Leica S1 339 mm 214 mm 119 mm 2500 g .. n Aug 1996 21,490 i
9.
 
Nikon D3S 160 mm 157 mm 88 mm 1240 g 4200 Y Oct 2009 5,199 i
10.
 
Nikon D3X 160 mm 157 mm 88 mm 1260 g 4400 Y Dec 2008 7,999 i
11.
 
Nikon D3 160 mm 157 mm 88 mm 1300 g 4300 Y Aug 2007 4,999 i
12.
 
Olympus E-PM2 110 mm 64 mm 34 mm 269 g 360 n Sep 2012 499 i
13.
 
Olympus E-PL2 114 mm 72 mm 42 mm 362 g 280 n Jan 2011 599 i
14.
 
Olympus E-PL3 110 mm 64 mm 37 mm 313 g 300 n Jun 2011 599 i
15.
 
Olympus E-PL1 115 mm 72 mm 42 mm 334 g 290 n Feb 2010 599 i
16.
 
Panasonic G2 124 mm 84 mm 74 mm 428 g 360 n Mar 2010 599 i
17.
 
Pentax 645D 156 mm 117 mm 119 mm 1480 g 800 Y Mar 2010 9,995 i
Notes: Measurements and pricing do not include easily detachable parts, such as add-on or interchangeable lenses or optional viewfinders.

Any camera decision will naturally be influenced heavily by the price. The listed launch prices provide an indication of the market segment that the manufacturer of the cameras have been targeting. The E-PM1 was launched at a markedly lower price (by 98 percent) than the S2, which puts it into a different market segment. Normally, street prices remain initially close to the MSRP, but after a couple of months, the first discounts appear. Later in the product cycle and, in particular, when the replacement model is about to appear, further discounting and stock clearance sales often push the camera price considerably down. Then, after the new model is out, very good deals can frequently be found on the pre-owned market.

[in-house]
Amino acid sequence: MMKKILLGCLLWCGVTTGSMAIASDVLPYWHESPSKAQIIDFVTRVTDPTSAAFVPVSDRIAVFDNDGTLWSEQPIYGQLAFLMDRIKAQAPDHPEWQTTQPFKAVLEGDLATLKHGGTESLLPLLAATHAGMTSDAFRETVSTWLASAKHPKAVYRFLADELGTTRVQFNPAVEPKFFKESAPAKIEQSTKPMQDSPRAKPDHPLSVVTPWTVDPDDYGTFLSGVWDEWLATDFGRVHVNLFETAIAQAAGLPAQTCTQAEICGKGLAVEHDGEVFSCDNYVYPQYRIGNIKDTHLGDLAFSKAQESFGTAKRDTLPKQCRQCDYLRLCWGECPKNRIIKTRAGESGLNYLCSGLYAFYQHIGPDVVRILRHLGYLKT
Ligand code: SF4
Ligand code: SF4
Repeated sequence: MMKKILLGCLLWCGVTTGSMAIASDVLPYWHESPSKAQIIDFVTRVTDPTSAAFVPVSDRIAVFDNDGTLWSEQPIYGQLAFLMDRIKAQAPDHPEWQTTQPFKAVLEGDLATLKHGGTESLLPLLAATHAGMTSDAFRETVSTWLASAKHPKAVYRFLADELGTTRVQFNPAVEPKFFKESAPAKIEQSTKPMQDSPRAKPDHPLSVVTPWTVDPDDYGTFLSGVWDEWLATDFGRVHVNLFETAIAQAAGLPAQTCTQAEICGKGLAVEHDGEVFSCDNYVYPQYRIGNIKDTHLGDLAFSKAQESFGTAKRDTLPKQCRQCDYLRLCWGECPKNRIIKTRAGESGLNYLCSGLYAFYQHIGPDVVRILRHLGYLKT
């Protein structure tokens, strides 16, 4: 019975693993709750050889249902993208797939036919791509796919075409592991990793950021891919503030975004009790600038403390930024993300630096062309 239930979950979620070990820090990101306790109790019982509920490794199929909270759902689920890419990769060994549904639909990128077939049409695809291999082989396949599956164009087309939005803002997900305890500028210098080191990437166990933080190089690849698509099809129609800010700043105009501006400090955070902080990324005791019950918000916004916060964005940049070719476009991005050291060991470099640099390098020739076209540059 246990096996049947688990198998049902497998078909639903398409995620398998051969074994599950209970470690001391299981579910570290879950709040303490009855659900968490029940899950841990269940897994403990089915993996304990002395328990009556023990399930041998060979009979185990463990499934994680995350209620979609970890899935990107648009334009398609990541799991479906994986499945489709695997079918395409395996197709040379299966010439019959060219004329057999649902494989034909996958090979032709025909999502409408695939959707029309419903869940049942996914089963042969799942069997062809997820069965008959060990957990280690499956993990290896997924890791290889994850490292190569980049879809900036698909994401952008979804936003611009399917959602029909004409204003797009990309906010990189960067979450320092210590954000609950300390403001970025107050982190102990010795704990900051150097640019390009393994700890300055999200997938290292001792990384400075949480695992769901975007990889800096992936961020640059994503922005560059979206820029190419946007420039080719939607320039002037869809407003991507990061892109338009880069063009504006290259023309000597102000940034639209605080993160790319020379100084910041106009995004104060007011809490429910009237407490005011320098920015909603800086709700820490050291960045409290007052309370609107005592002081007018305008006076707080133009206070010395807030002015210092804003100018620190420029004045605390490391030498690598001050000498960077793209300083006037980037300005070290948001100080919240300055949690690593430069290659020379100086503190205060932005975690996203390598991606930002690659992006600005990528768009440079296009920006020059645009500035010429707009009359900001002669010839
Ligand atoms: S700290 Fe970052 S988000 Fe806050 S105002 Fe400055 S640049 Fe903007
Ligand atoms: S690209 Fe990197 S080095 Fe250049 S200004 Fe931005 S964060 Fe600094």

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Sensor comparison

The size of the imaging sensor is a crucial determinant of image quality. A large sensor will generally have larger individual pixels that offer better low-light sensitivity, provide wider dynamic range, and have richer color-depth than smaller pixels in a sensor of the same technological generation. Further, a large sensor camera will give the photographer additional creative options when using shallow depth-of-field to isolate a subject from its background. On the downside, larger sensors tend to be more expensive and lead to bigger and heavier cameras and lenses.

Of the two cameras under consideration, the Leica S2 features a medium format sensor and the Olympus E-PM1 a Four Thirds sensor. The sensor area in the E-PM1 is 83 percent smaller. As a result of these sensor size differences, the cameras have a format factor of, respectively, 0.8 and 2.0. The sensor in the S2 has a native 3:2 aspect ratio, while the one in the E-PM1 offers a 4:3 aspect.

Leica S2 and Olympus E-PM1 sensor measures

With 37.5MP, the S2 offers a higher resolution than the E-PM1 (12.2MP), but the S2 nevertheless has larger individual pixels (pixel pitch of 6.00μm versus 4.29μm for the E-PM1) due to its larger sensor. However, the E-PM1 is a much more recent model (by 2 years and 9 months) than the S2, and its sensor will have benefitted from technological advances during this time that further enhance the light gathering capacity of its pixels. Coming back to sensor resolution, it should be mentioned that the S2 has no anti-alias filter installed, so that it can capture all the detail its sensor resolves.

The resolution advantage of the Leica S2 implies greater flexibility for cropping images or the possibility to print larger pictures. The maximum print size of the S2 for good quality output (200 dots per inch) amounts to 37.5 x 25 inches or 95.3 x 63.5 cm, for very good quality (250 dpi) 30 x 20 inches or 76.2 x 50.8 cm, and for excellent quality (300 dpi) 25 x 16.7 inches or 63.5 x 42.3 cm. The corresponding values for the Olympus E-PM1 are 20.2 x 15.1 inches or 51.2 x 38.4 cm for good quality, 16.1 x 12.1 inches or 41 x 30.7 cm for very good quality, and 13.4 x 10.1 inches or 34.1 x 25.6 cm for excellent quality prints.